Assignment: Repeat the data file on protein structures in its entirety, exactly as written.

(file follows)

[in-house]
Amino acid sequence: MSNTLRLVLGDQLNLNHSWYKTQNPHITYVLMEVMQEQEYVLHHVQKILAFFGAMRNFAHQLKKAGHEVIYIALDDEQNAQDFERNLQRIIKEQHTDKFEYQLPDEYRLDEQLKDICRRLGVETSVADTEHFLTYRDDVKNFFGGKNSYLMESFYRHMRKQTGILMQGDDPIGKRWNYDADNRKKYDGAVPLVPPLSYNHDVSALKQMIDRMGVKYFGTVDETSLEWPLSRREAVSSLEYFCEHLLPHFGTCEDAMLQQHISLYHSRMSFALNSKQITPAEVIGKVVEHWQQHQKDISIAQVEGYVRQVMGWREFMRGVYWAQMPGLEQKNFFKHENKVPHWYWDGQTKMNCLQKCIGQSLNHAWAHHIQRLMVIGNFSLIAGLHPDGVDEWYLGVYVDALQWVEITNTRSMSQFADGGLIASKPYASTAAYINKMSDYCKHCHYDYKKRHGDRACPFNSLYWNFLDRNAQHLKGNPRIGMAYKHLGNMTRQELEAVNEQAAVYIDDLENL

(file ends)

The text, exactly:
[in-house]
Amino acid sequence: MSNTLRLVLGDQLNLNHSWYKTQNPHITYVLMEVMQEQEYVLHHVQKILAFFGAMRNFAHQLKKAGHEVIYIALDDEQNAQDFERNLQRIIKEQHTDKFEYQLPDEYRLDEQLKDICRRLGVETSVADTEHFLTYRDDVKNFFGGKNSYLMESFYRHMRKQTGILMQGDDPIGKRWNYDADNRKKYDGAVPLVPPLSYNHDVSALKQMIDRMGVKYFGTVDETSLEWPLSRREAVSSLEYFCEHLLPHFGTCEDAMLQQHISLYHSRMSFALNSKQITPAEVIGKVVEHWQQHQKDISIAQVEGYVRQVMGWREFMRGVYWAQMPGLEQKNFFKHENKVPHWYWDGQTKMNCLQKCIGQSLNHAWAHHIQRLMVIGNFSLIAGLHPDGVDEWYLGVYVDALQWVEITNTRSMSQFADGGLIASKPYASTAAYINKMSDYCKHCHYDYKKRHGDRACPFNSLYWNFLDRNAQHLKGNPRIGMAYKHLGNMTRQELEAVNEQAAVYIDDLENL